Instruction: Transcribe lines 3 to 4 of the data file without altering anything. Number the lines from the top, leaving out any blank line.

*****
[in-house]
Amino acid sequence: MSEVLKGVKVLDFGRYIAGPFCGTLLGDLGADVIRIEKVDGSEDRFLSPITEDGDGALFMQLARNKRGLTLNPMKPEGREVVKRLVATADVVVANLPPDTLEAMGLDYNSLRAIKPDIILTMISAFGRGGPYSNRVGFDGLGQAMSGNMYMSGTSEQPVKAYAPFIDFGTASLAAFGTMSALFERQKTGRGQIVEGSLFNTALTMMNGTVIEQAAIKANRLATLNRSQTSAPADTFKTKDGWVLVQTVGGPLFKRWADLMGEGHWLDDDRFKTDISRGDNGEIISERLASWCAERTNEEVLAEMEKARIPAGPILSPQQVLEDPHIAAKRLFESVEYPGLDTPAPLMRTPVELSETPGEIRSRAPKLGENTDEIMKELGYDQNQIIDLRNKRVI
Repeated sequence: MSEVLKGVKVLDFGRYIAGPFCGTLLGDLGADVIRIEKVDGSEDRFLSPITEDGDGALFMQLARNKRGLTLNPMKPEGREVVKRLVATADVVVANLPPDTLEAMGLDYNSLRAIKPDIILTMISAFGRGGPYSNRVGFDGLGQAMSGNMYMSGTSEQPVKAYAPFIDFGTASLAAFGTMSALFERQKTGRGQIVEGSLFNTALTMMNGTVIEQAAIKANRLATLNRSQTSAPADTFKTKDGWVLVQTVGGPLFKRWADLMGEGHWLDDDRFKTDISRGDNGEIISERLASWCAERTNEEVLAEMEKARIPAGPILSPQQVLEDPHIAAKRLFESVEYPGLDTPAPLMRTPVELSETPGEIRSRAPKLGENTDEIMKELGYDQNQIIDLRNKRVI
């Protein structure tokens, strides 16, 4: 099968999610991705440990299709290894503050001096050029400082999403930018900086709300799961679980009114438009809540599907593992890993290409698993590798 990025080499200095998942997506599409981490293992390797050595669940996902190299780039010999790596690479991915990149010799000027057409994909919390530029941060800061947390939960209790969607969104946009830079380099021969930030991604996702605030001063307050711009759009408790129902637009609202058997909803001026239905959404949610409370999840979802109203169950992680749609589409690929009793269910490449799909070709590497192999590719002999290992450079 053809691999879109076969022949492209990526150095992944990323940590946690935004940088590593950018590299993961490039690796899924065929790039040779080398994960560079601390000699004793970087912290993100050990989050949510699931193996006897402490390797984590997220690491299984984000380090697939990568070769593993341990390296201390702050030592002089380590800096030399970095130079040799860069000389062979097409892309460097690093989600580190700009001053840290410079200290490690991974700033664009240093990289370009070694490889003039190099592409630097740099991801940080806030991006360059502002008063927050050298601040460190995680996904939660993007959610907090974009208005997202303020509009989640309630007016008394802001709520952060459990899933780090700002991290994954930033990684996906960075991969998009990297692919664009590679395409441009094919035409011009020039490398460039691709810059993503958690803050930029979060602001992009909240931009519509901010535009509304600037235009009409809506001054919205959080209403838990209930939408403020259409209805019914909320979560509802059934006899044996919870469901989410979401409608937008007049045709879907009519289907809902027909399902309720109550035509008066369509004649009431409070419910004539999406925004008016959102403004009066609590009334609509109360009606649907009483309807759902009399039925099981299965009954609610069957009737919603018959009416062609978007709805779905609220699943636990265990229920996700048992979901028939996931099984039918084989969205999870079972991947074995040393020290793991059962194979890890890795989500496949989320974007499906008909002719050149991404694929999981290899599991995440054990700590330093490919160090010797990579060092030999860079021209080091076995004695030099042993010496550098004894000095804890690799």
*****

Repeated sequence: MSEVLKGVKVLDFGRYIAGPFCGTLLGDLGADVIRIEKVDGSEDRFLSPITEDGDGALFMQLARNKRGLTLNPMKPEGREVVKRLVATADVVVANLPPDTLEAMGLDYNSLRAIKPDIILTMISAFGRGGPYSNRVGFDGLGQAMSGNMYMSGTSEQPVKAYAPFIDFGTASLAAFGTMSALFERQKTGRGQIVEGSLFNTALTMMNGTVIEQAAIKANRLATLNRSQTSAPADTFKTKDGWVLVQTVGGPLFKRWADLMGEGHWLDDDRFKTDISRGDNGEIISERLASWCAERTNEEVLAEMEKARIPAGPILSPQQVLEDPHIAAKRLFESVEYPGLDTPAPLMRTPVELSETPGEIRSRAPKLGENTDEIMKELGYDQNQIIDLRNKRVI
């Protein structure tokens, strides 16, 4: 099968999610991705440990299709290894503050001096050029400082999403930018900086709300799961679980009114438009809540599907593992890993290409698993590798 990025080499200095998942997506599409981490293992390797050595669940996902190299780039010999790596690479991915990149010799000027057409994909919390530029941060800061947390939960209790969607969104946009830079380099021969930030991604996702605030001063307050711009759009408790129902637009609202058997909803001026239905959404949610409370999840979802109203169950992680749609589409690929009793269910490449799909070709590497192999590719002999290992450079 053809691999879109076969022949492209990526150095992944990323940590946690935004940088590593950018590299993961490039690796899924065929790039040779080398994960560079601390000699004793970087912290993100050990989050949510699931193996006897402490390797984590997220690491299984984000380090697939990568070769593993341990390296201390702050030592002089380590800096030399970095130079040799860069000389062979097409892309460097690093989600580190700009001053840290410079200290490690991974700033664009240093990289370009070694490889003039190099592409630097740099991801940080806030991006360059502002008063927050050298601040460190995680996904939660993007959610907090974009208005997202303020509009989640309630007016008394802001709520952060459990899933780090700002991290994954930033990684996906960075991969998009990297692919664009590679395409441009094919035409011009020039490398460039691709810059993503958690803050930029979060602001992009909240931009519509901010535009509304600037235009009409809506001054919205959080209403838990209930939408403020259409209805019914909320979560509802059934006899044996919870469901989410979401409608937008007049045709879907009519289907809902027909399902309720109550035509008066369509004649009431409070419910004539999406925004008016959102403004009066609590009334609509109360009606649907009483309807759902009399039925099981299965009954609610069957009737919603018959009416062609978007709805779905609220699943636990265990229920996700048992979901028939996931099984039918084989969205999870079972991947074995040393020290793991059962194979890890890795989500496949989320974007499906008909002719050149991404694929999981290899599991995440054990700590330093490919160090010797990579060092030999860079021209080091076995004695030099042993010496550098004894000095804890690799």